It reminded me a lot about this photo that a friend sent me a couple of years ago. There are people that work hard to have someone to fall in love with them, and there are people that do absolutely nothing to have someone fall to their knees. In the same scenario, it takes a lot of effort to get someone to fall for someone else–which we know as chasing someone–and also nothing to have the sudden overwhelming feeling of desire towards another person. It makes me wonder: Isn’t it strange? Should romantic love be so arduous? I understand that there are a thousand external factors, but does one have to be shown for a period of time why it’s a good idea to love this certain person? Who’s to say they won’t be overcome with desire for someone else in the process, even if the other person only learns to fall later on? I’m not saying this is a universal truth for everyone, but it’s just something to think about: There are people that effortlessly fall, and there are people that fall only after days, months, or years. It’s not a question of whether someone’s love is real or not because it is abstract and subjective, but is wanting truly enough? Because many people will tell you how it isn’t.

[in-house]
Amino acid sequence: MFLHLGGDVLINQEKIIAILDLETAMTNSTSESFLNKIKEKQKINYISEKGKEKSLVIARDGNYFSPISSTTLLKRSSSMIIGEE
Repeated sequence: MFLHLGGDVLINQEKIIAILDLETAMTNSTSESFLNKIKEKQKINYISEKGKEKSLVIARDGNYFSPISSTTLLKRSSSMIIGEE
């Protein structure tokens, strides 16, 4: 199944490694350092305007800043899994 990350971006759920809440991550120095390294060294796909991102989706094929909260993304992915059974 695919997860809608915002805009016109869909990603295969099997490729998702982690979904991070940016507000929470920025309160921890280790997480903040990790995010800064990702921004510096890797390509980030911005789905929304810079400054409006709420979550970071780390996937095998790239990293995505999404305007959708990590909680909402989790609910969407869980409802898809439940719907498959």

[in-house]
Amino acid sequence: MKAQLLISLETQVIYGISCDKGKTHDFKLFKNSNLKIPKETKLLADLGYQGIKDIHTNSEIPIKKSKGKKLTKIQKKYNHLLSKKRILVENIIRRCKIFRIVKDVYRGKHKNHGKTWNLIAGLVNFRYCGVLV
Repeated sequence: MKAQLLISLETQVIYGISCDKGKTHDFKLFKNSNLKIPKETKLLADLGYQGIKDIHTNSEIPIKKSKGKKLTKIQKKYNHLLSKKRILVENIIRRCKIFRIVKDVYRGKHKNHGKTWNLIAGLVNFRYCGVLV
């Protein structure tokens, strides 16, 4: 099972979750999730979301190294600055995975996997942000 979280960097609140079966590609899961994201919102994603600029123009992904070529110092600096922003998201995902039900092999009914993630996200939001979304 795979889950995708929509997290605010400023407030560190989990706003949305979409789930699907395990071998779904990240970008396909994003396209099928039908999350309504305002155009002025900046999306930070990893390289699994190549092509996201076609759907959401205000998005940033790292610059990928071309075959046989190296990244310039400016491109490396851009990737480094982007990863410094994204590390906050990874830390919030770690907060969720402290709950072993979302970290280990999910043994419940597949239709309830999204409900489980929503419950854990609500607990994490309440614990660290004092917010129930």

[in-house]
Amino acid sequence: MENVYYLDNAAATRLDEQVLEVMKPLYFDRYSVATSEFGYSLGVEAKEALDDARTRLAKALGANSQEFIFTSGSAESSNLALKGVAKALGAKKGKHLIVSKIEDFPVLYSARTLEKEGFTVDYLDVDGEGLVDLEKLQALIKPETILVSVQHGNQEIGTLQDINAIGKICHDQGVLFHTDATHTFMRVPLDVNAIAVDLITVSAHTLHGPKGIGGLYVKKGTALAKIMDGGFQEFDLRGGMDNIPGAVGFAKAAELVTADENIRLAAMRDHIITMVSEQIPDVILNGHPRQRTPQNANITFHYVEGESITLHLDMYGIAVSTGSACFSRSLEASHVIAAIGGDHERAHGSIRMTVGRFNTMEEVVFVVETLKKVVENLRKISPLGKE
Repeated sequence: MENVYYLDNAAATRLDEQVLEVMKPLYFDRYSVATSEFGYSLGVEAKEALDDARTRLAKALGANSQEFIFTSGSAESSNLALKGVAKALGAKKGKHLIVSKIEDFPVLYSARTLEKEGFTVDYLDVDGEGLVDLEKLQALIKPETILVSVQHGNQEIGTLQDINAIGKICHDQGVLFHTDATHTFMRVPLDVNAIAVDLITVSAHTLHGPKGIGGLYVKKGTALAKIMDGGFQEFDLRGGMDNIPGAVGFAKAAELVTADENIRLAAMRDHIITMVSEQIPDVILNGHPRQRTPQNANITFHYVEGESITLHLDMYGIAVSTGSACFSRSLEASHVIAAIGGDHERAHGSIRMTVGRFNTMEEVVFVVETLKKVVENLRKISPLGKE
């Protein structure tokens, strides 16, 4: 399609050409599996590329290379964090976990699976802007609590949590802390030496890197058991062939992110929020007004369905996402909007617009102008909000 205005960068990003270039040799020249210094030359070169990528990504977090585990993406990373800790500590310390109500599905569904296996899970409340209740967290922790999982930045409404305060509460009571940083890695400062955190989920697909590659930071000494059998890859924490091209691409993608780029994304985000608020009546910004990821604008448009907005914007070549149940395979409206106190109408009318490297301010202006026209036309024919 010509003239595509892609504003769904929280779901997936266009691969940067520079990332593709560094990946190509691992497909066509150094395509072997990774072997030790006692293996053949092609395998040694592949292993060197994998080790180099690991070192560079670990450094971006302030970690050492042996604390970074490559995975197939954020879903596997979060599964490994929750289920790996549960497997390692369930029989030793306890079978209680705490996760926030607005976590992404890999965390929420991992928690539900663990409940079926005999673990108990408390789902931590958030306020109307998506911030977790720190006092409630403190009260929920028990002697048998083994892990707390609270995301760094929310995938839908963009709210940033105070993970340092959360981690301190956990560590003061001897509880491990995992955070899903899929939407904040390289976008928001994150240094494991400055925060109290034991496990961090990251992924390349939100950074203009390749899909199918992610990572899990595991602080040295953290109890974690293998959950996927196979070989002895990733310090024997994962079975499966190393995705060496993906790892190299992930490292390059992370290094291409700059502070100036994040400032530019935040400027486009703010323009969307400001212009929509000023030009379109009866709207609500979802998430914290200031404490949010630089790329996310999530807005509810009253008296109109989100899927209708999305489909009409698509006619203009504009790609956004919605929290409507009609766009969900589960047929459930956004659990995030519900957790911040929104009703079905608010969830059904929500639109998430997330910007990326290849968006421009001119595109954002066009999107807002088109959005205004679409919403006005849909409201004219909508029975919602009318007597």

In Malcolm Gladwell’s Outliers (2008), he mentions how in studies, they find how talent and hard work don’t make what people would call success; a lot of it is because of an individual’s opportunities. He breaks down success stories: he doesn’t ask what successful people were like, he looks into where they came from. I don’t know if you could call it fate how you are born into a wealthy family, able to provide for you any instrument you need to hone your skills with more ease as opposed to a more financially challenged one. Not only that, but also the number of connections you have that help you get even further. If we relate that with love, you realize how other people just have better opportunities to really get to know somebody.